TFIFund Balance: The Critical Role DC’s Fund Balance Has Played over the Past Decade
Happy Friday District Dime readers! Yesterday, we reintroduced you to the District’s “fund balance” and explained why having a healthy fund balance is part of any city or state’s balanced fiscal diet.
Given that, it is not surprising that DC finance officials and some policymakers have expressed concern that DC’s fund balance has declined in recent years, after rising significantly in the early 2000s.
Yet it is important to note that fund balances are meant to be drawn from at times. DC’s fund balance essentially is its savings account and serves, in part, as a cushion against unforeseen needs. It should be built up in good times, so that it can be used during bad times.
This is precisely what occurred over the past 10 years. District officials made conscious decisions to spend some of DC’s very large fund balance on various critical needs. Despite this use, the District’s fund balance is still greater today as a percentage of the city’s budget than in 41 states.
DC’s fund balance grew at a healthy pace throughout the economic boom of the 2000s, as budget surpluses and higher-than-expected revenue projections were deposited into the city’s savings account. Ultimately the fund balance grew to $1.6 billion, or nearly 40 percent of DC’s budget, far exceeding the informal rule-of-thumb benchmarks for adequate savings recognized by organizations like the National Association of State Budget Officers.
DC’s elected officials chose to utilize the bulging fund balance to finance important needs. A significant amount was used as “paygo capital,” supporting school modernization and other construction projects without having to borrow. The fund balance also has been used to set aside funds towards the cost of health benefits for retired DC government workers, which increased substantially as a result of a change in accounting rules. Once the recession hit, city officials used resources from the fund balance to help prevent even deeper cuts to public services than were made over the past three years.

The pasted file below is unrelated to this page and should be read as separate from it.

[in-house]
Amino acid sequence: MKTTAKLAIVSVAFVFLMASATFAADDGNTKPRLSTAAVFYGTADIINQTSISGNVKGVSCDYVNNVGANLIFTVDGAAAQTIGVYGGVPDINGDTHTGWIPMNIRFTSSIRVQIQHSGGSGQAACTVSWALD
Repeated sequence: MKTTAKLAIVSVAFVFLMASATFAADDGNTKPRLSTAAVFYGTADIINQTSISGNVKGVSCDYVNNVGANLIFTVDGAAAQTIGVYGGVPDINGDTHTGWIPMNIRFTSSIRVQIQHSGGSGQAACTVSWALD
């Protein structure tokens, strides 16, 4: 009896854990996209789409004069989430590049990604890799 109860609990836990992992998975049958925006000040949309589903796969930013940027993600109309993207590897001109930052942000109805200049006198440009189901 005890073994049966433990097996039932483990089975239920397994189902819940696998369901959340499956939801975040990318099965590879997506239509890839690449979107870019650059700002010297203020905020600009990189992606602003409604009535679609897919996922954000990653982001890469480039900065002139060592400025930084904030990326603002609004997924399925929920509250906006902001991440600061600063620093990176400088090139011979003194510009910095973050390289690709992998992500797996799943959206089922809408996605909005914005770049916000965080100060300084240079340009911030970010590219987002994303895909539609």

As the debate over the dwindling fund balance began to unfold over the past year, Washington Post columnist Mike DeBonis accurately framed the debate last year by asking “Why do we keep these reserves if not to spend them in times of need? And is this not a time of need?”
While serving as fiscal cushion is a key function of the fund balance, there’s certainly a point at which spending down the fund balance could go too far. That said, the District’s fund balance will be around $700 million by the end of FY11 under worst-case projections, including over $300 million in “emergency and contingency” rainy day reserves. That fund balance, would still exceed 11 percent of the DC budget, a level that is higher than in 41 states.
Dr. Gandhi and other District officials are right to highlight the need for the District to build its fund balance back up. Just as it is ok to use the fund balance when times are bad, the District needs a plan for building it back up when times are good. Fortunately, key elements of just such a plan are already in place. We will have more to say on this plan and what the city can do to build the fund balance back up in next week’s blog.